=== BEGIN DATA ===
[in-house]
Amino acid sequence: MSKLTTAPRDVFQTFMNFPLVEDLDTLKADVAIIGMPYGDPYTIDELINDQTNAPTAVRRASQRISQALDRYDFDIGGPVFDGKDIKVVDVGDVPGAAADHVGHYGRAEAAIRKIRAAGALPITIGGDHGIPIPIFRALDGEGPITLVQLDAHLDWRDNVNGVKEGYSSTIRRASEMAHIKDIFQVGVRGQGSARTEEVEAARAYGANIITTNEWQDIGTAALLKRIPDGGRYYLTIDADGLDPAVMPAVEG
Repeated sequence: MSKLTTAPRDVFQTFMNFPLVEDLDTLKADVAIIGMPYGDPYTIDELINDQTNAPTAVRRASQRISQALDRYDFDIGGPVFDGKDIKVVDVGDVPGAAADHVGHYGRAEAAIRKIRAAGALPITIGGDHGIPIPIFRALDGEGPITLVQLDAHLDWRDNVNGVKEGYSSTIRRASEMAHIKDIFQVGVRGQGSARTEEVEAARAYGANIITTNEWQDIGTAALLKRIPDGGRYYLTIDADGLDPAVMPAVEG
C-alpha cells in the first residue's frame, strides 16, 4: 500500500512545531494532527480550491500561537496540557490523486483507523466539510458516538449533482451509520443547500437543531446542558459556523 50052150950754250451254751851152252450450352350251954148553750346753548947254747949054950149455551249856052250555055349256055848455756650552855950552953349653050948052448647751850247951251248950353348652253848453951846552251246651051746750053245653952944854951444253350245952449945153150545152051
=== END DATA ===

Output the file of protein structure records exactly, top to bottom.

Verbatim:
[in-house]
Amino acid sequence: MSKLTTAPRDVFQTFMNFPLVEDLDTLKADVAIIGMPYGDPYTIDELINDQTNAPTAVRRASQRISQALDRYDFDIGGPVFDGKDIKVVDVGDVPGAAADHVGHYGRAEAAIRKIRAAGALPITIGGDHGIPIPIFRALDGEGPITLVQLDAHLDWRDNVNGVKEGYSSTIRRASEMAHIKDIFQVGVRGQGSARTEEVEAARAYGANIITTNEWQDIGTAALLKRIPDGGRYYLTIDADGLDPAVMPAVEG
Repeated sequence: MSKLTTAPRDVFQTFMNFPLVEDLDTLKADVAIIGMPYGDPYTIDELINDQTNAPTAVRRASQRISQALDRYDFDIGGPVFDGKDIKVVDVGDVPGAAADHVGHYGRAEAAIRKIRAAGALPITIGGDHGIPIPIFRALDGEGPITLVQLDAHLDWRDNVNGVKEGYSSTIRRASEMAHIKDIFQVGVRGQGSARTEEVEAARAYGANIITTNEWQDIGTAALLKRIPDGGRYYLTIDADGLDPAVMPAVEG
C-alpha cells in the first residue's frame, strides 16, 4: 500500500512545531494532527480550491500561537496540557490523486483507523466539510458516538449533482451509520443547500437543531446542558459556523 50052150950754250451254751851152252450450352350251954148553750346753548947254747949054950149455551249856052250555055349256055848455756650552855950552953349653050948052448647751850247951251248950353348652253848453951846552251246651051746750053245653952944854951444253350245952449945153150545152051